On Twitter, the Democratic Party was all too happy to put the firing of White House chief strategist Steve Bannon in dire terms. “There’s one less white supremacist in the White House,” the party’s official Twitter account posted, “but that doesn’t change who’s behind the desk.”
The message from the president’s opponents: President Donald Trump may have distanced himself from an alt-right leader by firing his Breitbart-backed chief strategist, but the president’s recent comments came from his mouth, not Bannon’s. And Trump has repeatedly spurned opportunities to articulate more moderate his statements about race.
Those views of race in America — that the claims of minorities could bear equal weight to those of white groups — long espoused by Bannon and defended by Trump earlier this week, are also rooted among the president’s core supporters.
Polling this week showed a stark divide between Republicans and the rest of the country in evaluating Trump’s comments.
A majority of Americans believe Trump has not gone far enough to condemn white supremacist-fueled violence in Charlottesville, Virginia, last weekend. But a majority of Republicans believe what Trump said was strong enough. And approval of his comments runs even higher among those who self-identify as “Trump supporters.”
Another survey found a quarter of all Americans who support Trump say they will never abandon him — including a majority of Republicans. Who are those most hardcore supporters? They were more likely to be female, older than 55, have a high school degree or less and make under $50,000 a year.
Evaluating the attitudes of those communities toward race, ethnicity and immigration shows Trump knows exactly who he is talking to when he blames violence in Charlottesville on “both sides,” defends Confederate monuments and attacks minority-led or progressives activist groups, like Black Lives Matter.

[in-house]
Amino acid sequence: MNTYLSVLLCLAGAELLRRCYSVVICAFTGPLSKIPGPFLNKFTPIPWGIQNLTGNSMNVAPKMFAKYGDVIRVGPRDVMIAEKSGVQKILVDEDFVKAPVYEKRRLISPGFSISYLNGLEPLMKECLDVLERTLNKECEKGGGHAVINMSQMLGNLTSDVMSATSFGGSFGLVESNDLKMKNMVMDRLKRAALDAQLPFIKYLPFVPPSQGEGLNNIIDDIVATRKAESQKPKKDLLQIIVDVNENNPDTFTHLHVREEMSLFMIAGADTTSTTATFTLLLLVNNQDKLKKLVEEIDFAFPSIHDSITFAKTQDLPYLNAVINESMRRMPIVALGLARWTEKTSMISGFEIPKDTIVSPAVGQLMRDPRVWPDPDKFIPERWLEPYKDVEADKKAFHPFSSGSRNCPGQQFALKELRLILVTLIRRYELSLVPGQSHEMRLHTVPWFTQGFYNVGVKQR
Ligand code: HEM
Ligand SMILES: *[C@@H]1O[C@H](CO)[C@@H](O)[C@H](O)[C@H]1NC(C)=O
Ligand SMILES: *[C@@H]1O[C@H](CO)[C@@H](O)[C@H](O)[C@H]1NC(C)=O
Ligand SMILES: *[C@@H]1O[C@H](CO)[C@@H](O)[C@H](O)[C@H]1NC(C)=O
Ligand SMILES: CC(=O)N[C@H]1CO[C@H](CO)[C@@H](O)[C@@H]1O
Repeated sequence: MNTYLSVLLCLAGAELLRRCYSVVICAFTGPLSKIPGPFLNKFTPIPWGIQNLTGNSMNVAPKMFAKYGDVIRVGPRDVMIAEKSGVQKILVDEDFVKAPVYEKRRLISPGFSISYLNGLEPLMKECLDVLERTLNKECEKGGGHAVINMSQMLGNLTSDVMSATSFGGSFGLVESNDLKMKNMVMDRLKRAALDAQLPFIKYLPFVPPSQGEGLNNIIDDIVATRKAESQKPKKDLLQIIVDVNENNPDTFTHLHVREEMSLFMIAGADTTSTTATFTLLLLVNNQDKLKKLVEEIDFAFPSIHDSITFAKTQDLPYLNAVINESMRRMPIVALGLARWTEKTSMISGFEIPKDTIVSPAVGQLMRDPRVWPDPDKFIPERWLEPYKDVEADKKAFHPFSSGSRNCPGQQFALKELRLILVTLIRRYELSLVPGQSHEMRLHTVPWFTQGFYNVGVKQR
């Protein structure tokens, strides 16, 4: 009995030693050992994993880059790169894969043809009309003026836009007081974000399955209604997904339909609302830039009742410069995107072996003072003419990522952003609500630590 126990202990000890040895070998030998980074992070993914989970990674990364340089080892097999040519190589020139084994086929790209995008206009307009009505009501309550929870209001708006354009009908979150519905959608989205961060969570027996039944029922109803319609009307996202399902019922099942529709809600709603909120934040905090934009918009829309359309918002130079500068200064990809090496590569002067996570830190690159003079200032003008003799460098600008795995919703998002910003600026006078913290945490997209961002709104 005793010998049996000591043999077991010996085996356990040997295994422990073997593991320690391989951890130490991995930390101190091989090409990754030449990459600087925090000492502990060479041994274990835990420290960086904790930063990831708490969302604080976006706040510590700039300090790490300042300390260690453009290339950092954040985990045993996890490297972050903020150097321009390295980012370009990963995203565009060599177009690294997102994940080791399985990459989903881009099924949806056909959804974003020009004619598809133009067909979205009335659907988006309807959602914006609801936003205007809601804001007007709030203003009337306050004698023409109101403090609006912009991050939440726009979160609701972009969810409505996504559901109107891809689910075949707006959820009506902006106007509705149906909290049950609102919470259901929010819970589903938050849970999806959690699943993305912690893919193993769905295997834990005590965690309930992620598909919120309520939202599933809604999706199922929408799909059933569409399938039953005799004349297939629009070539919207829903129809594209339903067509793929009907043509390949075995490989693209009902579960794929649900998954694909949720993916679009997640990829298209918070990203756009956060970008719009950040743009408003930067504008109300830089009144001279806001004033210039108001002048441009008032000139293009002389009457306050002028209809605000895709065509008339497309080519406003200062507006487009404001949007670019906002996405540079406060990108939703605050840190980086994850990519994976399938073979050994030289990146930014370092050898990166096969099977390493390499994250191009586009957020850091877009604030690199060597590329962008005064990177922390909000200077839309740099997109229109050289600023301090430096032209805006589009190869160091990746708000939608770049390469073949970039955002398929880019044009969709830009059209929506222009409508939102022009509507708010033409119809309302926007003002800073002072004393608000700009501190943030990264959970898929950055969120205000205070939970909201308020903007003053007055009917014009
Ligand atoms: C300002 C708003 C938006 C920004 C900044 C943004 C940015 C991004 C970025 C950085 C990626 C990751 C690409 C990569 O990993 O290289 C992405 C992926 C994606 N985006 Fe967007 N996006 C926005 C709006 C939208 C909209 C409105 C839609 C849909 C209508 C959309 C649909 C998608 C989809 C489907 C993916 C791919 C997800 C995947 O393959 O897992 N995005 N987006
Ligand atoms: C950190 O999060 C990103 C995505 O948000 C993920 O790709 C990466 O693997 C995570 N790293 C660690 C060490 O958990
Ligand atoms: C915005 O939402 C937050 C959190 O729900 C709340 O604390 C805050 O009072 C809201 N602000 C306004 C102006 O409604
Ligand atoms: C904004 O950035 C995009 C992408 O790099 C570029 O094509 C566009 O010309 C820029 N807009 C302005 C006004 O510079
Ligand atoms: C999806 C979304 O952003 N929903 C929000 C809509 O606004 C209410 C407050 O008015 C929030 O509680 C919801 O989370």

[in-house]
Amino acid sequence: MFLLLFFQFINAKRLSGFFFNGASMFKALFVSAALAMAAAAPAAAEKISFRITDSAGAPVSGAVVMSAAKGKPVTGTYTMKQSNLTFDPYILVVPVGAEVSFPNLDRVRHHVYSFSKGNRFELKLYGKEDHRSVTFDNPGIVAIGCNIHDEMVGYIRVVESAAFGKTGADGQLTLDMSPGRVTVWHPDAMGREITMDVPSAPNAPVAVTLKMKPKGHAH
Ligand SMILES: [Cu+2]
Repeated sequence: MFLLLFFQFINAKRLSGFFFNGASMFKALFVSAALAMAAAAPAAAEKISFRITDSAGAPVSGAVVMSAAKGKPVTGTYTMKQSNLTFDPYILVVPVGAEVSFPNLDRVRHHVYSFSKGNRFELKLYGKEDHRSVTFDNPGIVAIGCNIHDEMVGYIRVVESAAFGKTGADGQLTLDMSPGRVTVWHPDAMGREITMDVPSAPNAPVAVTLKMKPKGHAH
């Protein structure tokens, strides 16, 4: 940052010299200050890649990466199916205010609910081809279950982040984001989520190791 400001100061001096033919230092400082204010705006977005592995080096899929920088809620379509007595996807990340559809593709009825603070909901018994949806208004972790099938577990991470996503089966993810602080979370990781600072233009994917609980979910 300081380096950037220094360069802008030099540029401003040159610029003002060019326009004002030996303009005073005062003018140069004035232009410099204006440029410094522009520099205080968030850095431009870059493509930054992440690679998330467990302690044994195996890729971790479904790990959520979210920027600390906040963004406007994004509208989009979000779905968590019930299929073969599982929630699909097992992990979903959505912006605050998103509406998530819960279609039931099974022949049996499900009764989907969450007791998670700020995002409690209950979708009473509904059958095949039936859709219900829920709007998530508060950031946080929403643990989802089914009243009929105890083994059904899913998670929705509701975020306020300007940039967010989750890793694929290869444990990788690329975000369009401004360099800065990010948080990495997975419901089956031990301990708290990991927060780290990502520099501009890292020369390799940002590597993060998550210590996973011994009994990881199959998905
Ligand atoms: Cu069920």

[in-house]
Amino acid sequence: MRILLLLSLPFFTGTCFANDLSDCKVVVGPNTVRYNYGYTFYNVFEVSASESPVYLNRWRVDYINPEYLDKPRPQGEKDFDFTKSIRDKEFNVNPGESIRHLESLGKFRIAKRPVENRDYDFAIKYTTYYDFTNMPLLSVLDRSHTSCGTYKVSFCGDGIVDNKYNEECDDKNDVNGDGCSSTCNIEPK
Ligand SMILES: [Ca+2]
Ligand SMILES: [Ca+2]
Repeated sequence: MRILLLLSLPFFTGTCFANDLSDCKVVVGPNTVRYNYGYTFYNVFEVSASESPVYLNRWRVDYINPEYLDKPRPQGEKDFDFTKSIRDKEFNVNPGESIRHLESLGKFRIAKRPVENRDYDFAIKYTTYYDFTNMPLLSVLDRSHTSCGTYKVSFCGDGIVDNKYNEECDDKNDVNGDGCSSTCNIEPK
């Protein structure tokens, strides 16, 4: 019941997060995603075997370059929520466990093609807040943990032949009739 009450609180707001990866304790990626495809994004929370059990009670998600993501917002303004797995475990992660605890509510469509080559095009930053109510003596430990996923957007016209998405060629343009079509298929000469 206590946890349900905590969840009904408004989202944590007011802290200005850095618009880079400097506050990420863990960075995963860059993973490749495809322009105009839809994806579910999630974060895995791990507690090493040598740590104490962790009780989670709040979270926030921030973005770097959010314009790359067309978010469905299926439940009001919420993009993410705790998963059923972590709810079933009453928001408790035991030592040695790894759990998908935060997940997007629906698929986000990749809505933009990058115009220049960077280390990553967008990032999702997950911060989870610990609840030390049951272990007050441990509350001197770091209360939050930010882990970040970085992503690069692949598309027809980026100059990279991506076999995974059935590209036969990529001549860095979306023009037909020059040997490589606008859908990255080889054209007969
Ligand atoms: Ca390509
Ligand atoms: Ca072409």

A poll last summer found nearly half of Trump supporters believe black Americans are more “violent” than whites. Only 36% of those voters said they would prefer to live in a community with diverse races. Nearly a third of his supporters also said affirmative action policies “discriminate unfairly against white people.”
Six-in-10 white Republicans said last summer that the national dialogue focuses too much on race. Large majorities of white Republicans also say they reject the notion of “white privilege.”
More specifically to Trump’s current base, white Americans who were older or did not have a college education were more likely to believe race did not factor into their success in life. Small numbers of older or Republican Americans showed any support for the cause of Black Lives Matter.
Trump drew very high levels of support among voters who wanted to see a wall built along the U.S. border with Mexico and believe undocumented immigrants should be deported. His support was also highest among older, whiter and lower-educated Americans, exit polls show.
This paints the picture of a core group of steadfast Trump devotees that does not believe in racial privilege, is opposed to progressive or minority activist groups, is concerned about the impact of immigrants, dismisses the need for a national dialogue about race and in some cases, believes people act differently based on their racial identity.
And it was against that canvass that, on Tuesday, Trump said some of the demonstrators demanding a statue of Robert E. Lee be left standing were “very fine people.” That group, of course, was led by white supremacist, neo-Nazi and Ku Klux Klan-affiliated groups. He also held the “alt-left” partially responsible for violence. Counter-protesters to the white supremacists were largely peaceful locals, college students, progressive activists, Black Lives Matter supporters and clergy.
What Trump said on Tuesday — and what he doubled down on throughout the week — aligns with the existing views of his most ardent supporters. Bannon may be gone, but Trump has signaled he will continue to advance the views of race in America held by his base.